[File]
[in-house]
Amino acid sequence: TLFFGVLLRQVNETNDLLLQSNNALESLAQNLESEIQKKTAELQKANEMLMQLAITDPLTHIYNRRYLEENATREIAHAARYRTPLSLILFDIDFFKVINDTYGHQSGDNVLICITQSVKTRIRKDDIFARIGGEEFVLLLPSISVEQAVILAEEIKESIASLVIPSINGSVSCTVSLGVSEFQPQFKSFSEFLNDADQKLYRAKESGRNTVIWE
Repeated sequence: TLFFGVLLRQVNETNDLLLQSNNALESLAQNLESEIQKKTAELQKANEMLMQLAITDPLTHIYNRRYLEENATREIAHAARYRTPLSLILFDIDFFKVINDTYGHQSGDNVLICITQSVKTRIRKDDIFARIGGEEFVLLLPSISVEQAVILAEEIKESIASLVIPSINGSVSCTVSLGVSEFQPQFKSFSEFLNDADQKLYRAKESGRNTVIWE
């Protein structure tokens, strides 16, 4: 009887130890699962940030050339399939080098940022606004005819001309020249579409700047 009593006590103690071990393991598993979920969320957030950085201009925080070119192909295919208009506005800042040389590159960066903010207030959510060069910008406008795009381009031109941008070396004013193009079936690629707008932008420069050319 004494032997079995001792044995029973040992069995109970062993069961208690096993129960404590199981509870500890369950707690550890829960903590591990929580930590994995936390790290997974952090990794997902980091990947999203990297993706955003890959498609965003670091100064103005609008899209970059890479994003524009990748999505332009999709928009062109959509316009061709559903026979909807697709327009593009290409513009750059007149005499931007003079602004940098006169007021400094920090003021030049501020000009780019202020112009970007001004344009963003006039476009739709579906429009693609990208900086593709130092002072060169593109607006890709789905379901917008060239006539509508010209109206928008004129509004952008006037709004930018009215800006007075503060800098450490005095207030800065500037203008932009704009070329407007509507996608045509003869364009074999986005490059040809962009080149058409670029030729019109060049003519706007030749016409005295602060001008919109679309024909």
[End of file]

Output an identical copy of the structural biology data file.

[in-house]
Amino acid sequence: TLFFGVLLRQVNETNDLLLQSNNALESLAQNLESEIQKKTAELQKANEMLMQLAITDPLTHIYNRRYLEENATREIAHAARYRTPLSLILFDIDFFKVINDTYGHQSGDNVLICITQSVKTRIRKDDIFARIGGEEFVLLLPSISVEQAVILAEEIKESIASLVIPSINGSVSCTVSLGVSEFQPQFKSFSEFLNDADQKLYRAKESGRNTVIWE
Repeated sequence: TLFFGVLLRQVNETNDLLLQSNNALESLAQNLESEIQKKTAELQKANEMLMQLAITDPLTHIYNRRYLEENATREIAHAARYRTPLSLILFDIDFFKVINDTYGHQSGDNVLICITQSVKTRIRKDDIFARIGGEEFVLLLPSISVEQAVILAEEIKESIASLVIPSINGSVSCTVSLGVSEFQPQFKSFSEFLNDADQKLYRAKESGRNTVIWE
């Protein structure tokens, strides 16, 4: 009887130890699962940030050339399939080098940022606004005819001309020249579409700047 009593006590103690071990393991598993979920969320957030950085201009925080070119192909295919208009506005800042040389590159960066903010207030959510060069910008406008795009381009031109941008070396004013193009079936690629707008932008420069050319 004494032997079995001792044995029973040992069995109970062993069961208690096993129960404590199981509870500890369950707690550890829960903590591990929580930590994995936390790290997974952090990794997902980091990947999203990297993706955003890959498609965003670091100064103005609008899209970059890479994003524009990748999505332009999709928009062109959509316009061709559903026979909807697709327009593009290409513009750059007149005499931007003079602004940098006169007021400094920090003021030049501020000009780019202020112009970007001004344009963003006039476009739709579906429009693609990208900086593709130092002072060169593109607006890709789905379901917008060239006539509508010209109206928008004129509004952008006037709004930018009215800006007075503060800098450490005095207030800065500037203008932009704009070329407007509507996608045509003869364009074999986005490059040809962009080149058409670029030729019109060049003519706007030749016409005295602060001008919109679309024909």